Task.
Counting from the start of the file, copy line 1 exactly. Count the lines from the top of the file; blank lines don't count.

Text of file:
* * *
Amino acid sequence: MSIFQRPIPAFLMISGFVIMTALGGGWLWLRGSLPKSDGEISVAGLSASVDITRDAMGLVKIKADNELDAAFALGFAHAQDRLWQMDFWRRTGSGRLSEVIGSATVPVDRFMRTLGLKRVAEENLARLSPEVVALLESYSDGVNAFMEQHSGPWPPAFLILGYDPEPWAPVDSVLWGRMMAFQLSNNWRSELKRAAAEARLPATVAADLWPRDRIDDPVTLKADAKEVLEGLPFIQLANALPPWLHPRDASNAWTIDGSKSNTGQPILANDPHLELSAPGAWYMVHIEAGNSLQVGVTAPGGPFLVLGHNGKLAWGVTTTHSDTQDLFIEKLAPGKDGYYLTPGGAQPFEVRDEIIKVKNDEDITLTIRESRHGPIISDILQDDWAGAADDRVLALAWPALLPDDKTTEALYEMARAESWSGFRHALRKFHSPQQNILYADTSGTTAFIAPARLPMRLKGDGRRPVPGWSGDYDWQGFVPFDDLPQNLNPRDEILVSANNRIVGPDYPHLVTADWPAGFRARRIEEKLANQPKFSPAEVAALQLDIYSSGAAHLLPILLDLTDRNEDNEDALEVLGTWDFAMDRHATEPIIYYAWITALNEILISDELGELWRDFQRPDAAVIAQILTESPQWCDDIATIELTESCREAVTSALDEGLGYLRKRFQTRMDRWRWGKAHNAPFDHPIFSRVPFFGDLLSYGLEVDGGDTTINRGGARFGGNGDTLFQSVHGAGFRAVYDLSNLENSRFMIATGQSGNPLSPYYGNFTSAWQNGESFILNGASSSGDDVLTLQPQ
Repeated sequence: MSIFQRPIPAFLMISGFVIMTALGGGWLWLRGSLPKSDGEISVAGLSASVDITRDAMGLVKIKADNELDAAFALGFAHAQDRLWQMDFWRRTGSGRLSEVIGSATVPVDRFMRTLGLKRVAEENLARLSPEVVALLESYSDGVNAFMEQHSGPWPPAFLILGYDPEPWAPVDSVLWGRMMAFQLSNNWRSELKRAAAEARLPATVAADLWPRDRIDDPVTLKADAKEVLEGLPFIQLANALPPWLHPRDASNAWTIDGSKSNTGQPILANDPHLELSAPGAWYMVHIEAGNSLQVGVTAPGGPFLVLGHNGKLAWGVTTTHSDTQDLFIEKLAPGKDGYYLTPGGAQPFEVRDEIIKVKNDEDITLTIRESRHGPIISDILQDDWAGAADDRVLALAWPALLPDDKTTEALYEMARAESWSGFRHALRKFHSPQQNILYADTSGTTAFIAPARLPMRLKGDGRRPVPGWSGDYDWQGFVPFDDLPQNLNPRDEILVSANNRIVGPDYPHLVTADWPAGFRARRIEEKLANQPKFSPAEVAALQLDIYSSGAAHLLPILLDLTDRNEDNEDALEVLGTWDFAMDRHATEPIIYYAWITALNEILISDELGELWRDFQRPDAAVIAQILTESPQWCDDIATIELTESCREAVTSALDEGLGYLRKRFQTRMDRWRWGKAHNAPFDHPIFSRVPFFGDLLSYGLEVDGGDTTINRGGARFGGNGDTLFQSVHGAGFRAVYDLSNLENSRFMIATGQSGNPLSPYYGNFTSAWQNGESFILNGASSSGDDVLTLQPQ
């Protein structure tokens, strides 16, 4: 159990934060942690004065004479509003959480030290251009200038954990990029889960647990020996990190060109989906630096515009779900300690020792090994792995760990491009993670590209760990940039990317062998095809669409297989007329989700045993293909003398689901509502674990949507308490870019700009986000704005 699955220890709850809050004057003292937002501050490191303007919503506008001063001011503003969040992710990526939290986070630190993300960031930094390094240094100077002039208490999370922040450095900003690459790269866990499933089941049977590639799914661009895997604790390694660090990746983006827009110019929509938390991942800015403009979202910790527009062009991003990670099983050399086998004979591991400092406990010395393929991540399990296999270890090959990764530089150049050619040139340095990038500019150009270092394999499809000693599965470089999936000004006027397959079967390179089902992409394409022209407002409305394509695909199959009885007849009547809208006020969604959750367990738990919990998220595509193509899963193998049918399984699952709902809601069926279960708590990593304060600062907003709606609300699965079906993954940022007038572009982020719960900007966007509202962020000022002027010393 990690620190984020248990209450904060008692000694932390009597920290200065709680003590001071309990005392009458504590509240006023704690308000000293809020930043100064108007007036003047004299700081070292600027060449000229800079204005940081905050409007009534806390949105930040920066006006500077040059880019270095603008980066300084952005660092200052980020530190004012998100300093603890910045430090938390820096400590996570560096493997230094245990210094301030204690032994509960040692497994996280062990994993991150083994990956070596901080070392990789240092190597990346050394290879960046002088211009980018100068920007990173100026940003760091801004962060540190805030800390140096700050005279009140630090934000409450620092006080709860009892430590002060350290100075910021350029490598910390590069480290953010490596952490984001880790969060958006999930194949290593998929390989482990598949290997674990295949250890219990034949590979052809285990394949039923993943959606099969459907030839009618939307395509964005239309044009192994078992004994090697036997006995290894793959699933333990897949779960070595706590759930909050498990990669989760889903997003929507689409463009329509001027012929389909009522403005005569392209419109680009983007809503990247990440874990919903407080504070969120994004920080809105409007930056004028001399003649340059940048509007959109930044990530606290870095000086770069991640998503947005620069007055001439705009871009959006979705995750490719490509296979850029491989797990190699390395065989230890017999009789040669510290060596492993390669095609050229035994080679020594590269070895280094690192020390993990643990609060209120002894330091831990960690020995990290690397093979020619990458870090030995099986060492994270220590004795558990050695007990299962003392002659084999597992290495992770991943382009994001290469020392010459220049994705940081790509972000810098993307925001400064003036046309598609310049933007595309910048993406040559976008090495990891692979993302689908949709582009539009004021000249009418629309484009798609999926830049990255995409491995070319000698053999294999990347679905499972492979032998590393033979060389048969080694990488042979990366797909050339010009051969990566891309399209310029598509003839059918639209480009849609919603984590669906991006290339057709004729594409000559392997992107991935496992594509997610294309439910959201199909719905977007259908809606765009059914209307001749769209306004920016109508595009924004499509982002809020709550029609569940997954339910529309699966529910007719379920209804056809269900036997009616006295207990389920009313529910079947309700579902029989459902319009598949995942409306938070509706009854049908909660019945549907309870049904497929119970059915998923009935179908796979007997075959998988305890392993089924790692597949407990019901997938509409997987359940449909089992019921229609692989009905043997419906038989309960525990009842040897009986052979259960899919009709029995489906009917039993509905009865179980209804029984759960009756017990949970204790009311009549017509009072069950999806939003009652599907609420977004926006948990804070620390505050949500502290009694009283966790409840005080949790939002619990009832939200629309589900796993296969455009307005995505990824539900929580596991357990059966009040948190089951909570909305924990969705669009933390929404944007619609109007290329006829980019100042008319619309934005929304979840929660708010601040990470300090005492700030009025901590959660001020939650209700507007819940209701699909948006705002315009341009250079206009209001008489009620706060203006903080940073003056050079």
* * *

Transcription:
Amino acid sequence: MSIFQRPIPAFLMISGFVIMTALGGGWLWLRGSLPKSDGEISVAGLSASVDITRDAMGLVKIKADNELDAAFALGFAHAQDRLWQMDFWRRTGSGRLSEVIGSATVPVDRFMRTLGLKRVAEENLARLSPEVVALLESYSDGVNAFMEQHSGPWPPAFLILGYDPEPWAPVDSVLWGRMMAFQLSNNWRSELKRAAAEARLPATVAADLWPRDRIDDPVTLKADAKEVLEGLPFIQLANALPPWLHPRDASNAWTIDGSKSNTGQPILANDPHLELSAPGAWYMVHIEAGNSLQVGVTAPGGPFLVLGHNGKLAWGVTTTHSDTQDLFIEKLAPGKDGYYLTPGGAQPFEVRDEIIKVKNDEDITLTIRESRHGPIISDILQDDWAGAADDRVLALAWPALLPDDKTTEALYEMARAESWSGFRHALRKFHSPQQNILYADTSGTTAFIAPARLPMRLKGDGRRPVPGWSGDYDWQGFVPFDDLPQNLNPRDEILVSANNRIVGPDYPHLVTADWPAGFRARRIEEKLANQPKFSPAEVAALQLDIYSSGAAHLLPILLDLTDRNEDNEDALEVLGTWDFAMDRHATEPIIYYAWITALNEILISDELGELWRDFQRPDAAVIAQILTESPQWCDDIATIELTESCREAVTSALDEGLGYLRKRFQTRMDRWRWGKAHNAPFDHPIFSRVPFFGDLLSYGLEVDGGDTTINRGGARFGGNGDTLFQSVHGAGFRAVYDLSNLENSRFMIATGQSGNPLSPYYGNFTSAWQNGESFILNGASSSGDDVLTLQPQ